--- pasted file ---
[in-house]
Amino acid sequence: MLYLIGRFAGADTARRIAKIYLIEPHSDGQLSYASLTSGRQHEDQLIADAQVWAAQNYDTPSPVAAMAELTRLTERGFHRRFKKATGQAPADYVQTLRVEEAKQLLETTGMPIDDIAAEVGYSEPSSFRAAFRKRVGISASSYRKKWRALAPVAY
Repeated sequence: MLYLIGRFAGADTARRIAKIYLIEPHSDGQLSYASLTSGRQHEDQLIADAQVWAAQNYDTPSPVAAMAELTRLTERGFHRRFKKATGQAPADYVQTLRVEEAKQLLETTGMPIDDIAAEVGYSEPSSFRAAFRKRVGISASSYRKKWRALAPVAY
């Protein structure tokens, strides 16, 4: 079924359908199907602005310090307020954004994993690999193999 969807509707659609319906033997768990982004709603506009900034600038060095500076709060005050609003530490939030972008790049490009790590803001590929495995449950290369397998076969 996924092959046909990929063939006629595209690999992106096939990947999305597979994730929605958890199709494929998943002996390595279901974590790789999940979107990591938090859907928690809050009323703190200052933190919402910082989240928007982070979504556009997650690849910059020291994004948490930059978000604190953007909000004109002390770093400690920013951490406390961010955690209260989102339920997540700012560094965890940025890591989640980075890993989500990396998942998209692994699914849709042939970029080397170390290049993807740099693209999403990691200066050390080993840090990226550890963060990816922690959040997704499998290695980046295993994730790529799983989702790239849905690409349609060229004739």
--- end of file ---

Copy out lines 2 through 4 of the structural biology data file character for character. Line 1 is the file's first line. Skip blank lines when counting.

Amino acid sequence: MLYLIGRFAGADTARRIAKIYLIEPHSDGQLSYASLTSGRQHEDQLIADAQVWAAQNYDTPSPVAAMAELTRLTERGFHRRFKKATGQAPADYVQTLRVEEAKQLLETTGMPIDDIAAEVGYSEPSSFRAAFRKRVGISASSYRKKWRALAPVAY
Repeated sequence: MLYLIGRFAGADTARRIAKIYLIEPHSDGQLSYASLTSGRQHEDQLIADAQVWAAQNYDTPSPVAAMAELTRLTERGFHRRFKKATGQAPADYVQTLRVEEAKQLLETTGMPIDDIAAEVGYSEPSSFRAAFRKRVGISASSYRKKWRALAPVAY
């Protein structure tokens, strides 16, 4: 079924359908199907602005310090307020954004994993690999193999 969807509707659609319906033997768990982004709603506009900034600038060095500076709060005050609003530490939030972008790049490009790590803001590929495995449950290369397998076969 996924092959046909990929063939006629595209690999992106096939990947999305597979994730929605958890199709494929998943002996390595279901974590790789999940979107990591938090859907928690809050009323703190200052933190919402910082989240928007982070979504556009997650690849910059020291994004948490930059978000604190953007909000004109002390770093400690920013951490406390961010955690209260989102339920997540700012560094965890940025890591989640980075890993989500990396998942998209692994699914849709042939970029080397170390290049993807740099693209999403990691200066050390080993840090990226550890963060990816922690959040997704499998290695980046295993994730790529799983989702790239849905690409349609060229004739």